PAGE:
“I am worried about the systemic risks associated with these loans,” said the former central banker [Yellen]. “There has been a huge deterioration in standards; covenants have been loosened in leveraged lending.”

These worries are not confined to regulators and politicians, either. Global fund managers have raised similar fears, most recently in a survey announced earlier this month by Bank of America Merril Lynch. That survey highlighted the explosion in corporate debt, and also the loosening of terms, particularly the “covenant-lite structures” mentioned by Yellen.)

In particular (from the FT Yellen interview):

There was a risk lessons from the crash were being forgotten, as banks embark on an aggressive lobbying push to water down reforms that were put in place at the start of the decade, Ms Yellen told the FT.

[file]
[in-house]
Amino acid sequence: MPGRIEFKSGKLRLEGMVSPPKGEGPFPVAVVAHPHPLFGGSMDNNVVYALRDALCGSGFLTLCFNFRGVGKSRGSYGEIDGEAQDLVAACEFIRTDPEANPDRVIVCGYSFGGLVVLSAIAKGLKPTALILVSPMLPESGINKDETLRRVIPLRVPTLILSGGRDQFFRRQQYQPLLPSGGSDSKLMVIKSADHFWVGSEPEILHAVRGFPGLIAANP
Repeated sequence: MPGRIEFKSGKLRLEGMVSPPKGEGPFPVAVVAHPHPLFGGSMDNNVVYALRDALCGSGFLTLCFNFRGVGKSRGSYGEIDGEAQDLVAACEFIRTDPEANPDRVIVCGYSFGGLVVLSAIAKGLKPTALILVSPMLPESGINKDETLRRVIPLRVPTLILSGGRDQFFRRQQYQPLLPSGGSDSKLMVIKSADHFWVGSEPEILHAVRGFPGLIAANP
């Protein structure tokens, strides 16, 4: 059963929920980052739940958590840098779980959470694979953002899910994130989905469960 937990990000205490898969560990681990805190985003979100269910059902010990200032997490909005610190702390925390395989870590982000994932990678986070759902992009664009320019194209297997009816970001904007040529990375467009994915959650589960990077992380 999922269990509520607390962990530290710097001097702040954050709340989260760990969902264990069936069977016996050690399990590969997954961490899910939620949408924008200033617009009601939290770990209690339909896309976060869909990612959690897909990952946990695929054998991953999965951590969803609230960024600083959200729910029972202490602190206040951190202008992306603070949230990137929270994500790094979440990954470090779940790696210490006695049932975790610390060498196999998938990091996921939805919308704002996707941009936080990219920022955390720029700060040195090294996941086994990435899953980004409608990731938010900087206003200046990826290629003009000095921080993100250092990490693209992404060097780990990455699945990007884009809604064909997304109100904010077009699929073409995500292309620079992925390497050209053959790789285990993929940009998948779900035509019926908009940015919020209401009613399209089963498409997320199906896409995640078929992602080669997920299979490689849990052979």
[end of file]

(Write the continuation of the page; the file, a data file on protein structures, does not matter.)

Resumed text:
“There are a lot of weaknesses in the system, and instead of looking to remedy those weaknesses I feel things have turned in a very deregulatory direction.”

Ms Yellen said that while regulators were insisting banks hold appropriate capital against leveraged loans on their balance sheet, much of the debt ended up getting repackaged and sold on elsewhere.

“You are supposed to realise from the crisis, it is not just a question of what banks do that imperils themselves, it is what they do that can create risks to the entire financial system. That lesson to me seems to have been lost.”

She added: “If we have a downturn in the economy, there are a lot of firms that will go bankrupt, I think, because of this debt. It would probably worsen a downturn. [Jerri-Lynn here: my emphasis]